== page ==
I’m not sure what this is officially called, but it’s the words you can type in and change at any time that show above your Twitter handle. Your handle is the thing that has the @ sign in front of it. You can’t change the handle whenever you want. You can change the descriptive name/words preceding it at any time. 

One artist that does this frequently is Riff Raff aka Jody Highroller:
(At the time I wrote this, unfortunately, he has his profile name as Jody Highroller, which is unusual. He changes it daily or weekly to something weird, like NEON PANTHER. When you read this post, it may be different.) Riff Raff’s buddy @andymilonakis changes up his Twitter name up frequently as well.

For myself, I find that changeability quite useful. For instance, during New York Comic Con, I change the profile name for my @tenacioustoys account to indicate my booth number. Relevant info that I want people to be able to see immediately, without even visiting my profile. When I tweet during NYCC, my tweets start out reading like this: “NYCC Booth 208 @tenacioustoys - Jason @freeny signing in our booth in 30 minutes!” I don’t even have to write the booth # in the tweet because it’s already there in my profile name.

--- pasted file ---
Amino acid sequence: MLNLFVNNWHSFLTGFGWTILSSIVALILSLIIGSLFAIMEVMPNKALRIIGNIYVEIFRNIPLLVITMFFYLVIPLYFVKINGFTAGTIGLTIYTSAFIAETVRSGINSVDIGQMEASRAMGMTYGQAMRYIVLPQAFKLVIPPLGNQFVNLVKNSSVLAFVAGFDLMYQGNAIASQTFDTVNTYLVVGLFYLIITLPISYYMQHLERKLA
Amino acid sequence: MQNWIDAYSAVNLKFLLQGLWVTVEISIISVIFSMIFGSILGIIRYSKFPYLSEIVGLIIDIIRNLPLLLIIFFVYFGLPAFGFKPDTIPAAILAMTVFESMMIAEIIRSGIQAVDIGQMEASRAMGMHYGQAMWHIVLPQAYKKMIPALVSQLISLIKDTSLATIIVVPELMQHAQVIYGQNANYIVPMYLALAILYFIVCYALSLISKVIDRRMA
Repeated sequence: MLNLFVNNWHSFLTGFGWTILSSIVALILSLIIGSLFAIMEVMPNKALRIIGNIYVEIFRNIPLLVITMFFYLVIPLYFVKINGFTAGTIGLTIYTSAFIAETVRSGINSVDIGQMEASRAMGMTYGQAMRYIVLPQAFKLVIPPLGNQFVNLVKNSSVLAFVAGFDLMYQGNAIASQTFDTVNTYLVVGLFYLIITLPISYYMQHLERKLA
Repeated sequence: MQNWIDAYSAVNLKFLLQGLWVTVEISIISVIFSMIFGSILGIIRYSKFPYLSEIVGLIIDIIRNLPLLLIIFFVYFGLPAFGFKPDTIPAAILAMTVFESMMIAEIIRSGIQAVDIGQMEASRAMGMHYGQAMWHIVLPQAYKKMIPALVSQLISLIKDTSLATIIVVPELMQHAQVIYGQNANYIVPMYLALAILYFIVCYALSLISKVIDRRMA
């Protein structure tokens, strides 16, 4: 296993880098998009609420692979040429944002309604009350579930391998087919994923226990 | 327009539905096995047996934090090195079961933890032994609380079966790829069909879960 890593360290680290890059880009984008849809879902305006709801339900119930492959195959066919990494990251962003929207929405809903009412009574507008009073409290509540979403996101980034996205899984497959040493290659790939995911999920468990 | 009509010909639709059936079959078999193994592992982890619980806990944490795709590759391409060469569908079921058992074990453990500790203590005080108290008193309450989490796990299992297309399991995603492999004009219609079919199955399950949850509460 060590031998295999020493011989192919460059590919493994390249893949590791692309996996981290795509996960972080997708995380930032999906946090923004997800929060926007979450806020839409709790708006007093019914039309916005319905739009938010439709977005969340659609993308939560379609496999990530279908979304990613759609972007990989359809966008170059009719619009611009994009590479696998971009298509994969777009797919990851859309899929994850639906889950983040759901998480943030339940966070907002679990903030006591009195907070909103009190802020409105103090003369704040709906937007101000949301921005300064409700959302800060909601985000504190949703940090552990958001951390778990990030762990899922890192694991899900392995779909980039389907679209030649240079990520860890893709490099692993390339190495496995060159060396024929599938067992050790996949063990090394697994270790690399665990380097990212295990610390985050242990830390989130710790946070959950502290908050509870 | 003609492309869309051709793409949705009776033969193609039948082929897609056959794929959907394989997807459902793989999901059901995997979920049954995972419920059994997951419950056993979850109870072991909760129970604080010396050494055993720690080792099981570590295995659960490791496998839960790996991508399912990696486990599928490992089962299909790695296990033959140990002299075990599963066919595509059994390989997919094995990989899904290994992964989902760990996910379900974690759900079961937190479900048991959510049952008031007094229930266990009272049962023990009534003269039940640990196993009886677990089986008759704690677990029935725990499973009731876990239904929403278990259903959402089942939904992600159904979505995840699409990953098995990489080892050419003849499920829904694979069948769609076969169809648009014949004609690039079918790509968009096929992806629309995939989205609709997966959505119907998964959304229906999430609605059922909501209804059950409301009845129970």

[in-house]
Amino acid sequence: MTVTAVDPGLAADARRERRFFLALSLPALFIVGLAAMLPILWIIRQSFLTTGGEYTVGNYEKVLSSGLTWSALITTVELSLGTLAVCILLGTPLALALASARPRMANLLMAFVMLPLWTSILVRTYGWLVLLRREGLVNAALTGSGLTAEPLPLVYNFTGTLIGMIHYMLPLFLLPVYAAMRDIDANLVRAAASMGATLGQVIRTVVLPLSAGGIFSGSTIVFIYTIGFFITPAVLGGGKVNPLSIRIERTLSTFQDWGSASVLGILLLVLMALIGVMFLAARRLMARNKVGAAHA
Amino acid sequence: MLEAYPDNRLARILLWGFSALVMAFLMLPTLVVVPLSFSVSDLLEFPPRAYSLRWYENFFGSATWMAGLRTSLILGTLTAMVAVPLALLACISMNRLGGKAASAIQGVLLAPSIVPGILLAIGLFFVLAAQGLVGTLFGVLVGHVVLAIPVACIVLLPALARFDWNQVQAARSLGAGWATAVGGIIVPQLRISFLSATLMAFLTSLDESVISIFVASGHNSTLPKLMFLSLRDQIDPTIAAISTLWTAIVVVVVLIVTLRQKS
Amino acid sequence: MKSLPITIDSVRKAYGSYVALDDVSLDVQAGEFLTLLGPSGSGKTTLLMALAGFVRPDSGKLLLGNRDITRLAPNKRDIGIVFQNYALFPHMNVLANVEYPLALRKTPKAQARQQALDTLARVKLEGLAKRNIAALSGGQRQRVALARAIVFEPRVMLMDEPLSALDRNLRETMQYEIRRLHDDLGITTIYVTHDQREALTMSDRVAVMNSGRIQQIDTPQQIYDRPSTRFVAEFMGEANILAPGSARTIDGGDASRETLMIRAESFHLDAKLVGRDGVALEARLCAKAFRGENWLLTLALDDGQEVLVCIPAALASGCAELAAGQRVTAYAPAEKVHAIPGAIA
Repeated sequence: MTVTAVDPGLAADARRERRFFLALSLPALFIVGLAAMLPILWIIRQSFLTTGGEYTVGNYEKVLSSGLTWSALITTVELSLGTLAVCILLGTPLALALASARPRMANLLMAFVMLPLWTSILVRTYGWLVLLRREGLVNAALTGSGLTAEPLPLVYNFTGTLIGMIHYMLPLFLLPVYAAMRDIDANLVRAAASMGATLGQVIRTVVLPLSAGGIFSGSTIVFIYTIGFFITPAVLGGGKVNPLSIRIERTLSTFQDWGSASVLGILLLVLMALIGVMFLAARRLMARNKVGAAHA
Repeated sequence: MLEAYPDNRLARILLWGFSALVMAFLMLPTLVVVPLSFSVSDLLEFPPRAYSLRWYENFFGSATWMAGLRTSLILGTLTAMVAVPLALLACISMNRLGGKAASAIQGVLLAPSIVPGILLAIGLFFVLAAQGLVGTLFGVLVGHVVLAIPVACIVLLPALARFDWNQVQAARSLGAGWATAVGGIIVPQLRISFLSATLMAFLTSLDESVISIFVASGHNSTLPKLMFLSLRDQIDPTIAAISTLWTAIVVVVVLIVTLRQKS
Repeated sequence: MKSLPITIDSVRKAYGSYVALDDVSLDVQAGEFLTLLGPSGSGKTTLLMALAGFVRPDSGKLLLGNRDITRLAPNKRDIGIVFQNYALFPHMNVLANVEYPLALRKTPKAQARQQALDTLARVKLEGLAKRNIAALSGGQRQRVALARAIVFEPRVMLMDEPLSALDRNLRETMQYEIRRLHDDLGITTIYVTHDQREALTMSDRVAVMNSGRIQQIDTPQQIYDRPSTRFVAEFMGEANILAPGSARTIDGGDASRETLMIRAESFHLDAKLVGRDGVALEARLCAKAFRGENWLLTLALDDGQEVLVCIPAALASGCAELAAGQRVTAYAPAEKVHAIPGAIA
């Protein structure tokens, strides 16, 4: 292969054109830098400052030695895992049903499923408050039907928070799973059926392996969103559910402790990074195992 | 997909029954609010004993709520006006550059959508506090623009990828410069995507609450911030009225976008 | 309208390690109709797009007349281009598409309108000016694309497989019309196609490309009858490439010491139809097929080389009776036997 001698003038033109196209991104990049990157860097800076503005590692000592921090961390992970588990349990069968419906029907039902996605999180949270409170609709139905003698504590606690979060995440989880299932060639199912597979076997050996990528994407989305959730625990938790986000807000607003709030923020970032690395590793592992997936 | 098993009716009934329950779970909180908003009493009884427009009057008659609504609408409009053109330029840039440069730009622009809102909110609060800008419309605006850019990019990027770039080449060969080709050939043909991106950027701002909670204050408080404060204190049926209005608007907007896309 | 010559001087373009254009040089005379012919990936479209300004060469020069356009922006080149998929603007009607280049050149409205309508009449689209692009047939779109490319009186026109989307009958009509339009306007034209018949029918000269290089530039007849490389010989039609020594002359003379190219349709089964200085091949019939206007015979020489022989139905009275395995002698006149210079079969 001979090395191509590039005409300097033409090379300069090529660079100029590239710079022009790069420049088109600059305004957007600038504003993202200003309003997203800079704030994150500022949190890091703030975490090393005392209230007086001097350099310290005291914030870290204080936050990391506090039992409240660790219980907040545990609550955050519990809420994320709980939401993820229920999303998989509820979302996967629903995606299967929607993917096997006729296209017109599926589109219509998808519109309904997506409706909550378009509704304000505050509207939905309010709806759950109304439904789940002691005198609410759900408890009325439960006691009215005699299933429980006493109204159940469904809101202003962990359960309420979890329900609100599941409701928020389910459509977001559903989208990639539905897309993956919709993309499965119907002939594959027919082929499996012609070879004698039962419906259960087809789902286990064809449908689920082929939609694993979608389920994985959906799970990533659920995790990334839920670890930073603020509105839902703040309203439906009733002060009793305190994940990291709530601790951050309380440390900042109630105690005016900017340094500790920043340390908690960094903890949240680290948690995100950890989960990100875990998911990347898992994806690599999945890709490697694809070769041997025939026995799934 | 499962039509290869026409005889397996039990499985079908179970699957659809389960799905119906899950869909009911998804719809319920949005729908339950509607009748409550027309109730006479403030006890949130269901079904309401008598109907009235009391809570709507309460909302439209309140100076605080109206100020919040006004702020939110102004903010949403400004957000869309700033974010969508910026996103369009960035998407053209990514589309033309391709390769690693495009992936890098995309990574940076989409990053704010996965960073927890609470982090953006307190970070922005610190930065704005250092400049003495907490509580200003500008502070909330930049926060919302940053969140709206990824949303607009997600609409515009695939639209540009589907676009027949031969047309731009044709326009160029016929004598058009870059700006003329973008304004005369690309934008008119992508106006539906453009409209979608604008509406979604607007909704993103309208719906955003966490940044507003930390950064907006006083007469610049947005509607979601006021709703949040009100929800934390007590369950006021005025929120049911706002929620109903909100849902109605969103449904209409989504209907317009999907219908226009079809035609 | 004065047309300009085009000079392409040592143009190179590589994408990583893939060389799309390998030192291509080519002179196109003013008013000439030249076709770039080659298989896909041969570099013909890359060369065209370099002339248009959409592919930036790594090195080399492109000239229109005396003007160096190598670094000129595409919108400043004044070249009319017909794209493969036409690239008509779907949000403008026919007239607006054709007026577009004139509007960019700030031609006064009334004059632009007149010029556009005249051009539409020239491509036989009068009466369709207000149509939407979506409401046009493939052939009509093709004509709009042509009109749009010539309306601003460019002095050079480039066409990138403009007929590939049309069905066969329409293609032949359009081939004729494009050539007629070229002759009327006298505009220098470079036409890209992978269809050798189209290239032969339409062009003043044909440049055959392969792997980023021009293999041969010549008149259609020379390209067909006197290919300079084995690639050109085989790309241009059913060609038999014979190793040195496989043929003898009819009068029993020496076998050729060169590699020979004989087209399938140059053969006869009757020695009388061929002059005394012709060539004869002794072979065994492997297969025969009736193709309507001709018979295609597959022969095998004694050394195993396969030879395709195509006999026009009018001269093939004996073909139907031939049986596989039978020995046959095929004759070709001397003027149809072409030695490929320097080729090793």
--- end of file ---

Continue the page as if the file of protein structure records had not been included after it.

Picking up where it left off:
Most of the time I just leave it as Tenacious Toys, so that people are reaffirmed that it is in fact my account they are looking at. I change it during events.


This is the place where you can type the most. USE EVERY DAMN CHARACTER they give you! Don’t short change yourself, this is VERY valuable keyword real estate. Fill it out. Write very very specifically about who you are and what you do.